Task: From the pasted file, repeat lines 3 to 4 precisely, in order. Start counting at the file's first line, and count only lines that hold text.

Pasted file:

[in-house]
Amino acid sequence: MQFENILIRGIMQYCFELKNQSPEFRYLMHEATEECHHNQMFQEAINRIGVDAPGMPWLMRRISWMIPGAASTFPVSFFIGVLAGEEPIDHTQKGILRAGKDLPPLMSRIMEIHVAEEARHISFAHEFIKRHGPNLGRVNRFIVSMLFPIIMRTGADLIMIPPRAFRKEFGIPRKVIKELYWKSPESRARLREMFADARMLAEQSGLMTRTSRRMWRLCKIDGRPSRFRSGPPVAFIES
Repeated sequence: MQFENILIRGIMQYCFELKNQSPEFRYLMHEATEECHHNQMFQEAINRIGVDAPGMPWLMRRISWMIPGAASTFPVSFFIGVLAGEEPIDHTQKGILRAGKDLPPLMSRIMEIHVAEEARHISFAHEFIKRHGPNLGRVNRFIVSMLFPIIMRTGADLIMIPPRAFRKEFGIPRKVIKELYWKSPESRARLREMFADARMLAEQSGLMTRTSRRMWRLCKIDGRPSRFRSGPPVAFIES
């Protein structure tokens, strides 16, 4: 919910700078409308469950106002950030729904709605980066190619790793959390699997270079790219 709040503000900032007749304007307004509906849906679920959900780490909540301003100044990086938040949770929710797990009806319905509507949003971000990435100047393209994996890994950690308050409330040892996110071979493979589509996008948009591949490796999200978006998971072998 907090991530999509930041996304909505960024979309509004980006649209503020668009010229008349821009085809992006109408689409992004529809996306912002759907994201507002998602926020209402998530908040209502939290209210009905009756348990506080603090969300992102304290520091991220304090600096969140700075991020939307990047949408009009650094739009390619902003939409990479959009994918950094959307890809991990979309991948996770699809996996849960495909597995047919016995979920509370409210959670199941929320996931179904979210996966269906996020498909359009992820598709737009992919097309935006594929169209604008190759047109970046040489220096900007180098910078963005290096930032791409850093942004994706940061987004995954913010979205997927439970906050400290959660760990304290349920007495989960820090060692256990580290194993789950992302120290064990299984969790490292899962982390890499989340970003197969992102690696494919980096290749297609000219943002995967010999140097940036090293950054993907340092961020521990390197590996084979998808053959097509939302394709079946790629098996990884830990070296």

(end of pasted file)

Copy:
Repeated sequence: MQFENILIRGIMQYCFELKNQSPEFRYLMHEATEECHHNQMFQEAINRIGVDAPGMPWLMRRISWMIPGAASTFPVSFFIGVLAGEEPIDHTQKGILRAGKDLPPLMSRIMEIHVAEEARHISFAHEFIKRHGPNLGRVNRFIVSMLFPIIMRTGADLIMIPPRAFRKEFGIPRKVIKELYWKSPESRARLREMFADARMLAEQSGLMTRTSRRMWRLCKIDGRPSRFRSGPPVAFIES
């Protein structure tokens, strides 16, 4: 919910700078409308469950106002950030729904709605980066190619790793959390699997270079790219 709040503000900032007749304007307004509906849906679920959900780490909540301003100044990086938040949770929710797990009806319905509507949003971000990435100047393209994996890994950690308050409330040892996110071979493979589509996008948009591949490796999200978006998971072998 907090991530999509930041996304909505960024979309509004980006649209503020668009010229008349821009085809992006109408689409992004529809996306912002759907994201507002998602926020209402998530908040209502939290209210009905009756348990506080603090969300992102304290520091991220304090600096969140700075991020939307990047949408009009650094739009390619902003939409990479959009994918950094959307890809991990979309991948996770699809996996849960495909597995047919016995979920509370409210959670199941929320996931179904979210996966269906996020498909359009992820598709737009992919097309935006594929169209604008190759047109970046040489220096900007180098910078963005290096930032791409850093942004994706940061987004995954913010979205997927439970906050400290959660760990304290349920007495989960820090060692256990580290194993789950992302120290064990299984969790490292899962982390890499989340970003197969992102690696494919980096290749297609000219943002995967010999140097940036090293950054993907340092961020521990390197590996084979998808053959097509939302394709079946790629098996990884830990070296």